Saturday, October 6, 2018

REVIEW: 'Big Mouth' - Sex Ed Class Takes a Very Imaginative Turn for the Students in 'The Planned Parenthood Show'

Netflix's Big Mouth - Episode 2.05 "The Planned Parenthood Show"

An argument in sex ed class turns into a skit-tastic journey through the worlds of Planned Parenthood, contraceptives and STDs.

In 2018, it makes no sense to provide full-length reviews of each individual episode for shows released all at once on the streaming services. Sure, there are some shows out there that value the power of the episode. They do make a point in differentiating each episode to ensure it's not just one big slog to the finish. However, the ability to watch the entire season at one's own viewing pace has largely changed the way we consume and discuss these shows. So, some brief summary thoughts are really all that's actually necessary with these seasons. As such, here are my latest thoughts on the next episode of Netflix's Big Mouth.

"The Planned Parenthood Show" was written by Emily Altman and directed by Bryan Francis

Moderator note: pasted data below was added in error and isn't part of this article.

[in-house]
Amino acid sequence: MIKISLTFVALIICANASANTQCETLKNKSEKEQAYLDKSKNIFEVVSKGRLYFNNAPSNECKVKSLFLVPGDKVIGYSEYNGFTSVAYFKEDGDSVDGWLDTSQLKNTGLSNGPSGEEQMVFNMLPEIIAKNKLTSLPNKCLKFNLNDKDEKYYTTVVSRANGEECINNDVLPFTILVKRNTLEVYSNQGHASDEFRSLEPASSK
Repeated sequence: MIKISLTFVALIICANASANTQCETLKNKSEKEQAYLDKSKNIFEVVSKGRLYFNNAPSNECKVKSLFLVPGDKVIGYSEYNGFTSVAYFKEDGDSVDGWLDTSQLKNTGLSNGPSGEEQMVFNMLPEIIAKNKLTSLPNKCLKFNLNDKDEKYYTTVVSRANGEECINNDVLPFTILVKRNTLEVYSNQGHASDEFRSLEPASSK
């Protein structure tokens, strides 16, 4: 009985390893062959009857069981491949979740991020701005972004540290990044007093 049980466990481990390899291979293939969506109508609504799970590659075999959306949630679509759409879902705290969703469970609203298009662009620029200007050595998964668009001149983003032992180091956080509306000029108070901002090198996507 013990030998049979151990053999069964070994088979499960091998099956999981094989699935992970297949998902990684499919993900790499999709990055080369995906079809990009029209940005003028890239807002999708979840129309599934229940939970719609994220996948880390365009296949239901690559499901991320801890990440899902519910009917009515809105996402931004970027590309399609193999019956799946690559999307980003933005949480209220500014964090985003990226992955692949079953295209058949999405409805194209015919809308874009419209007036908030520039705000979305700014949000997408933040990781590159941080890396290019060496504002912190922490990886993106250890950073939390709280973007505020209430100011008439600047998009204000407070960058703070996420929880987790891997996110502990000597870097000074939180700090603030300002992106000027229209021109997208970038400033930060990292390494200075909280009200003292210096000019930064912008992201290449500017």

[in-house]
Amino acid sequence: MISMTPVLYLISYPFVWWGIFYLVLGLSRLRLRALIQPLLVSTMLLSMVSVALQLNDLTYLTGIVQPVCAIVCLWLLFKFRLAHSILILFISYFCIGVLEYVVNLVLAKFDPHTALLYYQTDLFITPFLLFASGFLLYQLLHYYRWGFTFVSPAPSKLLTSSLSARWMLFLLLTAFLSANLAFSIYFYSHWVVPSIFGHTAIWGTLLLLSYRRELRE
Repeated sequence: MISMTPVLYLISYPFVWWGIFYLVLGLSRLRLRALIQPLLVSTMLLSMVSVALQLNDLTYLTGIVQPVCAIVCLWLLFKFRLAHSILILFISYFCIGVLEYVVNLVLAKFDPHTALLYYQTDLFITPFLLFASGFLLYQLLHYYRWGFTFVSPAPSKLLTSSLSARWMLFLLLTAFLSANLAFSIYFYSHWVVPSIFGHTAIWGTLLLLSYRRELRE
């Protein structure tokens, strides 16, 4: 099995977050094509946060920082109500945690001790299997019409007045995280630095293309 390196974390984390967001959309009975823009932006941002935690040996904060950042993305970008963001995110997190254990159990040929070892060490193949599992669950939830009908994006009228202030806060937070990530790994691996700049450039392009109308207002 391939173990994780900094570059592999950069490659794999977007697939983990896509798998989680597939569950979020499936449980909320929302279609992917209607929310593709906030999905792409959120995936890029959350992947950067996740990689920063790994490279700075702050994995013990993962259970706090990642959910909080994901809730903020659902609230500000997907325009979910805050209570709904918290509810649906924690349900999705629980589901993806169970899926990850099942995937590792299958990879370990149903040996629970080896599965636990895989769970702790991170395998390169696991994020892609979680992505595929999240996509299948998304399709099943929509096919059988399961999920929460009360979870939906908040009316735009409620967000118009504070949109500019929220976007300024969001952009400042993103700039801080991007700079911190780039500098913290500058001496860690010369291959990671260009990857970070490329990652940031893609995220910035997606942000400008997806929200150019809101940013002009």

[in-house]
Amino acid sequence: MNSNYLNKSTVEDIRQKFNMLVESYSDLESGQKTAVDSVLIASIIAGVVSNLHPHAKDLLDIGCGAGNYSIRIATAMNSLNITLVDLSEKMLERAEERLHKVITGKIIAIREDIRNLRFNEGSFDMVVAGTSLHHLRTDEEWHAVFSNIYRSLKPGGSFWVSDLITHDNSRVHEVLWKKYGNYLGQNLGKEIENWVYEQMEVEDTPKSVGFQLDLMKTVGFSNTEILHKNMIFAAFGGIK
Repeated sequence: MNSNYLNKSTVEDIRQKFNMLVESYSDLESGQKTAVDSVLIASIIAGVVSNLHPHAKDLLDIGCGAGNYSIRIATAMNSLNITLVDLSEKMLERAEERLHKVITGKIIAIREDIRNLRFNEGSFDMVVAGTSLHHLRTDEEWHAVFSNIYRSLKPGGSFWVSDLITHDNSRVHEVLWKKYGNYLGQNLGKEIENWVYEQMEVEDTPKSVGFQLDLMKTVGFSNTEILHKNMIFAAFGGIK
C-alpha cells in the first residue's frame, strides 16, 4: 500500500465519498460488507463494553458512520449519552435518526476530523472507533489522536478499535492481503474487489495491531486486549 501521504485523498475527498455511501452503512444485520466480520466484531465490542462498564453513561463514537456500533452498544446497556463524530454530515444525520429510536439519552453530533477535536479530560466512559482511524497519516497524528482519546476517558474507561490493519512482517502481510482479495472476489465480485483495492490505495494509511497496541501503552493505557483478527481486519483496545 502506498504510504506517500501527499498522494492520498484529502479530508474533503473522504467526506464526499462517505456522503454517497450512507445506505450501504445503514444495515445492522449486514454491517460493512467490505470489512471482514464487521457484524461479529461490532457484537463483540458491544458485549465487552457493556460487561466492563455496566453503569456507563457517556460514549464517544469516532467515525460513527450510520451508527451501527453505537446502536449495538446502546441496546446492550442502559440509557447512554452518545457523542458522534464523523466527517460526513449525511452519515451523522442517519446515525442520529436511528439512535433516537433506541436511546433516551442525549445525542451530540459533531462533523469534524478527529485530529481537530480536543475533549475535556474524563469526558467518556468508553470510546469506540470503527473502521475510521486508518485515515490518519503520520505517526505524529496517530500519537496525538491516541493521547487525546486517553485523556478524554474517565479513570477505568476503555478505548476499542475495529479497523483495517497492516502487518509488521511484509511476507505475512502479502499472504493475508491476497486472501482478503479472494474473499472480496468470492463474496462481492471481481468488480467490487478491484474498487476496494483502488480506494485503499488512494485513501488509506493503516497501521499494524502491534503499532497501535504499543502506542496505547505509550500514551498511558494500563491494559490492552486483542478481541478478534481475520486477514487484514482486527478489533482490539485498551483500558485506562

This season absolutely gave the audience a reason to be concerned about the sexual education of its young characters. Coach Steve was the sex ed teacher. That was absolutely horrifying because he knows nothing about sex. And now, he sees himself as an expert because he has done it once. That's simply not true at all. There is so much more about sex than the act itself. Adults have to be very aware of numerous things in order to have a happy and healthy sex life. Coach Steve isn't the best person to talk the students through all of that. And yet, that too has always been a bitting commentary on the style and substance of sexual education programs across the United States. There is no consistency and frequently the person teaching the class doesn't always offer the best perspective of things. And yet, this is information that absolutely needs to be known by these students as they continue to develop. Schools can't just pretend that sex doesn't exist. However, there are many out there who believe just that. That's what makes it so invigorating and compelling when the preteens here are already well-informed about many of the nuances of sex. Sure, it's the show absolutely playing things for the viewer instead of offering consistency in many of its season-long stories. But that's absolutely fine as well. It dedicates this episode to educating everyone involved because it's important information to have. Sure, the show is also being very meta in preparing for the outcry from the far right being so offended by everything that is discussed in this episode especially as it pertains to Planned Parenthood. But the show completely embraces that as well. It even presents commentary for it being nothing more than the liberal agenda. It's also just great that this conversation can occur in the first place. Sure, it's weird how it is ultimately all presented as an episode of Saturday Night Live. That veteran sketch comedy show would never have the guts to produce an episode like this. They wouldn't even stage any of the sketches that mean so much to the young ensemble. But it's the reference point that many of the creative auspices of the show know because they have a background with that series. It still allows things to break down very easily with multiple segments being used to inform everyone about a very specific issue when it comes to one's sexual health.